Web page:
Contact Center Solutions Featured Article

National Customer Service Week-'United Through Service'

October 08, 2014

There is a line in Arthur Miller’s iconic play “Death of a Salesman” where the character Linda is providing  Biff, the son of flawed central character Willy Loman perspective on his dad and says, “Attention must be paid.” I cite this because in case you were not aware October 7-11 is by presidential proclamation here in the U.S., National Customer Service Week. It is a week that for years has been established as a time to honor those who are on the frontlines of providing customer care.  And, rightfully is one where attention should be paid if you have not done so already.

It should be noted that enhancing the customer experience is now a top priority of C-levels around the world, that recognition of the frontline people who daily are engaged in hundreds of millions of customer interactions this year’s theme “United through Service” is extremely relevant.

 History of National Customer Service Week

A little bit of history is in order. The International Customer Service Association ( created National Customer Service Week in 1984 in support of its mission to recognize and reward individuals who provide service to customers as the primary function of their job. Thanks to ICSA’s efforts, in 1992, President George H. Bush signed a Presidential Proclamation setting aside the first week of October as National Customer Service Week. In the Proclamation, President Bush cited the clear value of service excellence in a free market economy:  

A business will do a better job of providing high quality goods and services by listening to its employees and by empowering them with opportunities to make a difference. Customer service professionals work in the front lines where a firm meets its customers; where supply meets demand. With responsive policies and procedures and with simple courtesy, customer service professionals can go a long way toward ensuring customer satisfaction and eliciting the next round of orders and purchases.”

As ICSA explains, this year’s theme is about the tremendous value customer care professionals provide in not only creating an exceptional customer experience but also a bond between the customer and the company, i.e., they become – united, through that service experience.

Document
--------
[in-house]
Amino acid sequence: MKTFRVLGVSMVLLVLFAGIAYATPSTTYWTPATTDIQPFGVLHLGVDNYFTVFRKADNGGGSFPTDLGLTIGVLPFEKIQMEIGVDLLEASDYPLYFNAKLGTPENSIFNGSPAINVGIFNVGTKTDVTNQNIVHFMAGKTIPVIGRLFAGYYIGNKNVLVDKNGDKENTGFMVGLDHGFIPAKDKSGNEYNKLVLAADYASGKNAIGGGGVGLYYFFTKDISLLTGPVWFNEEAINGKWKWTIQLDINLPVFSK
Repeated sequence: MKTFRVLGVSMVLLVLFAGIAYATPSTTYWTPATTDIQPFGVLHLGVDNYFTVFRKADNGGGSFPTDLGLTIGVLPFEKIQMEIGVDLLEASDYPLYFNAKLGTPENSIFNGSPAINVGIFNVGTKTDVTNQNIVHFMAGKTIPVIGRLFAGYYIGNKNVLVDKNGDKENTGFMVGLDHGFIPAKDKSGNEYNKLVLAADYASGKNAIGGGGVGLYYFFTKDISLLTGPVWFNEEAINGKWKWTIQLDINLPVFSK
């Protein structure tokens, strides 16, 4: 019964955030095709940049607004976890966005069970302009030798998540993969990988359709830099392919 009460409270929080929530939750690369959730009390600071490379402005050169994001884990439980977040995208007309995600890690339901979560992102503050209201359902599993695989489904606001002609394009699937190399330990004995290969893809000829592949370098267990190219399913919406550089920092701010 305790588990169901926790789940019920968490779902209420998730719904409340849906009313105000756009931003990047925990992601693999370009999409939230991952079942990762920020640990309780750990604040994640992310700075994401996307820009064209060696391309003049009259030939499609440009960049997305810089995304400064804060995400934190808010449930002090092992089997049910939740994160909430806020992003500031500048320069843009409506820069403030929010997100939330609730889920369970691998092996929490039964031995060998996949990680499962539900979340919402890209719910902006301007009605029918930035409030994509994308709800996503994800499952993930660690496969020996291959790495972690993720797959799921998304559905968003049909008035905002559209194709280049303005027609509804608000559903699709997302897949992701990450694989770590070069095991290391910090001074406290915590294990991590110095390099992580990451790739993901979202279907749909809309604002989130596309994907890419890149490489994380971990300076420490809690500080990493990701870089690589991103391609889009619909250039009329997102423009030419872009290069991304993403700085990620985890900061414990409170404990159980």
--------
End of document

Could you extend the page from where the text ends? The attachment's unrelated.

The logo for this year is presented below, and for those looking for some swag to provide as recognition, ICSA has created NCSW merchandise available through Café Press.

Source: ICSA

The realities are that because of the nature of the news, bad or sensational news dominates. Unfortunately, the old rules of journalistic practice prevail.  Dog bites man is not news, while man bites dog is. It is why stories about bad customer service go viral and social media is filled with anecdotal horror stories, while there is scant notice of the fact that most interactions do satisfy and even delight customers. Indeed, for most sectors, thanks to a combination of technology and people with a passion for solving customer problems, customer satisfaction rates are high and going higher.

If you do a search on National Customer Service Week, you will find a slew of advice on how best to recognize the efforts of your frontline people. I leave it to you to select from all of these suggestions which are too numerous to recite here. The best advice is this week should not go unnoticed, and the hard work done by those who regularly engage customers should be recognized and in some measure rewarded. 

As noted at the top, attention should be paid. And, while providing great customer service, internally as well as externally, is not something that deserves attention one week of the year, why not use this week as a way to get in the habit of appreciating those who in many respects are vital to the stewardship of your brand and all that this entails.  

Edited by Maurice Nagle